Work in Sports
Longtime assistant Campo takes unsteady reins
The Dallas Cowboys opened their training camp at Midwestern State University in Wichita Falls, Texas, on July 17. Here are a few questions from Sports Illustrated's Dr. Z, followed by CNNSI.com's perspective on some of the issues facing the Cowboys this season. SI's season preview will post Aug. 23.
Dr. Z wants to know:
1.) New wideout Joey Galloway can fly. Rocket Ismail can fly. Where's the possession receiver? (Jay Novacek has been retired for three years.)
2.) Emmitt Smith is 31, but last year he led the NFC in rushing attempts for the fifth time in his career. Will he, someday, just collapse in a heap, or like Dorian Gray, does he have a picture hidden away somewhere that shows all his age?
3.) Nothing against Dave Campo, who was a fine defensive coordinator, but he's Jerry Jones' third consecutive low-paid, unproven head coach. Are we sure Jerry has his priorities straight?
4.) Jones never has paid big $$$ to linebackers, but shouldn't he have made an exception in the case of Randall Godfrey, who was being touted as a budding superstar at this time last year and left this offseason for Tennessee?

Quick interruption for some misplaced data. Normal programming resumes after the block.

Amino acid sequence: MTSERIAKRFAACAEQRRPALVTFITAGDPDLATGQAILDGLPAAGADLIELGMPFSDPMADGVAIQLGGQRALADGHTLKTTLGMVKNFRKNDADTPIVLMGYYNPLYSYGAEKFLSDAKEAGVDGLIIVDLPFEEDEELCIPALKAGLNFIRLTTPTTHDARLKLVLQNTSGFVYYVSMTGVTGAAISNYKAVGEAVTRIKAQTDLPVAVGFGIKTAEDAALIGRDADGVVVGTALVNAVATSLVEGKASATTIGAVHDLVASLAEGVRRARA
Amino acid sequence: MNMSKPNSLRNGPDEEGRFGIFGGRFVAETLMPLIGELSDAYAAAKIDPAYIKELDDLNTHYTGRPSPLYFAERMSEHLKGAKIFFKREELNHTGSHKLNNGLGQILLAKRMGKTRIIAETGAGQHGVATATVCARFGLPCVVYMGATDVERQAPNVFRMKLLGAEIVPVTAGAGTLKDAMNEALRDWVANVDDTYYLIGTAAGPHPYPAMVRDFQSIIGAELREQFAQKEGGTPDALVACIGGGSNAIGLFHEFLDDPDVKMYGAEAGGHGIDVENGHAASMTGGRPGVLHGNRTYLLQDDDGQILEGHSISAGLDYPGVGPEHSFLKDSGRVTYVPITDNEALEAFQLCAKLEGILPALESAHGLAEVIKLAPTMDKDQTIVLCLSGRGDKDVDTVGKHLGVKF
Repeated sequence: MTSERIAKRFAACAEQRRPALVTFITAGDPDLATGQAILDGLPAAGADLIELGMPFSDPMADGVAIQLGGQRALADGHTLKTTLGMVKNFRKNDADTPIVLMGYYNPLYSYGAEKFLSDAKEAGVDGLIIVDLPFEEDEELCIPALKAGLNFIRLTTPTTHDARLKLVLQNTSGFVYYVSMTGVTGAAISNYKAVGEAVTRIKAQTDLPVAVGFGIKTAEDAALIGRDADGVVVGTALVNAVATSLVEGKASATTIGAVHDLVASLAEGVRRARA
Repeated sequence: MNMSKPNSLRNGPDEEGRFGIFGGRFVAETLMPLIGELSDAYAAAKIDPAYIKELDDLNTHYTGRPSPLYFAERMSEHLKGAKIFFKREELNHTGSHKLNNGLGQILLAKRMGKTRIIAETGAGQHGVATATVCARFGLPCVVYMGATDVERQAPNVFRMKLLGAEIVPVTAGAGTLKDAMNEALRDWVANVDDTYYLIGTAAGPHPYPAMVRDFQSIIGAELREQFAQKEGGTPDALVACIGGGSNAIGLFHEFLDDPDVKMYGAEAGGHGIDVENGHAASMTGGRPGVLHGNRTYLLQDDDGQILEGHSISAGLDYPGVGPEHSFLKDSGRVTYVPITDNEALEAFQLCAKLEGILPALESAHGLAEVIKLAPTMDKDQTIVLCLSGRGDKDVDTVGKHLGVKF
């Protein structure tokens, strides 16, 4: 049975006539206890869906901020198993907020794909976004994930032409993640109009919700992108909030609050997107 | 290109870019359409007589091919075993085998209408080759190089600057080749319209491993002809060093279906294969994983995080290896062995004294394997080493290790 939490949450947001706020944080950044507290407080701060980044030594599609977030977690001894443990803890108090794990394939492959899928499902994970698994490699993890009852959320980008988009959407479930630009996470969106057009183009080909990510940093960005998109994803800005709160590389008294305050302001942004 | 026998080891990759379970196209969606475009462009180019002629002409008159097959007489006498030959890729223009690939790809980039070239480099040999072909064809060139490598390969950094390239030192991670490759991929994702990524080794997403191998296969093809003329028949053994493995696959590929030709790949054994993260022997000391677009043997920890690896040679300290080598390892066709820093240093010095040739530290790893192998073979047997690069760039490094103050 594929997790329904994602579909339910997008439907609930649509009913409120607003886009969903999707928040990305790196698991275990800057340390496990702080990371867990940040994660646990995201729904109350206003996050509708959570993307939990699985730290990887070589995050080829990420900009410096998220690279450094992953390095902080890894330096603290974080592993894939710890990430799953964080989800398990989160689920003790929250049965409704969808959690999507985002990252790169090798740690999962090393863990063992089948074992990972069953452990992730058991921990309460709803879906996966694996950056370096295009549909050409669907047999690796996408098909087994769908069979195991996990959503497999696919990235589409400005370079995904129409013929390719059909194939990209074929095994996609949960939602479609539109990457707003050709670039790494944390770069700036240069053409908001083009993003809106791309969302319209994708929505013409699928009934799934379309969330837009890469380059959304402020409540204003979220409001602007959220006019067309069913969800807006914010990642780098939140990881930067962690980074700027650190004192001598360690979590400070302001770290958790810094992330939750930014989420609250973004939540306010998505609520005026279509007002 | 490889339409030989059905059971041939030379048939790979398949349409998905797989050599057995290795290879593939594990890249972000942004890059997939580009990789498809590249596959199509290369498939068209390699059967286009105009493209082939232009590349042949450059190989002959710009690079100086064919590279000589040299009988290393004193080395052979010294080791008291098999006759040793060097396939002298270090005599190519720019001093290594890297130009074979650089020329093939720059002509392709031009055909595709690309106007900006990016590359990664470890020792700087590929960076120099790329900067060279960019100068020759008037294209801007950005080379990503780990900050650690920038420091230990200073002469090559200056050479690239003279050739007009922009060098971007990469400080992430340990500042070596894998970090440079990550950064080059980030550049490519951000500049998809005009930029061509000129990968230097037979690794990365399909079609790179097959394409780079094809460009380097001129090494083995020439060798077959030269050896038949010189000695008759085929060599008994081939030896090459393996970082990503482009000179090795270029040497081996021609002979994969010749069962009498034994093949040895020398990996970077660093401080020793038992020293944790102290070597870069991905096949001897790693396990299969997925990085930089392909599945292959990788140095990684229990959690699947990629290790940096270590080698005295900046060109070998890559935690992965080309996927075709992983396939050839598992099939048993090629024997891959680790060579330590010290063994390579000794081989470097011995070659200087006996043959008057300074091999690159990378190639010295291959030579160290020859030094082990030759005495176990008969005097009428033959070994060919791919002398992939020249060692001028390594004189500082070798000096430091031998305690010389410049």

5.) The Cowboys were so impressed with their new imported CB Ryan McNeil that they devoted three spots out of their meager five-player draft to his position. What does this tell you?
The Cowboys can make the playoffs if ... Troy Aikman, Emmitt Smith and Joey Galloway play a 16-game schedule. If Aikman is sidelined, the Cowboys still have Randall Cunningham, but there will be no replacing Smith or Galloway.
Pivotal games: Dallas opens the season against NFC East division foes Philadelphia, Arizona and archrival Washington. However, another key stretch comes the final six weeks of the season: at (improved) Baltimore, Minnesota, at Tampa Bay, Washington, New York Giants and at Tennessee. If the Cowboys expect to be in the playoffs, four wins down the stretch are a must.
On the hot seat: Jerry Jones. While the Cowboys have run roughshod through the division in recent years, Washington owner Dan Snyder has thrown down the gauntlet. The Redskins added big-name free agents -- future salary-cap implications be damned -- and are primed at a push toward Tampa. Certainly the 'Skins have taken some of the air out of Jones' mammoth sails.
Up-and-comers: Ebenezer Ekuban. A rookie in 1999, Ekuban played in just 10 games and had a measly 19 tackles and 2 1/2 sacks. He has the physical tools (6-foot-4, 265 pounds) to be a dominant defensive end -- something he'll have to be in order to take pressure off the Cowboys' secondary, which doesn't have the mystique it once did (read: Deion Sanders).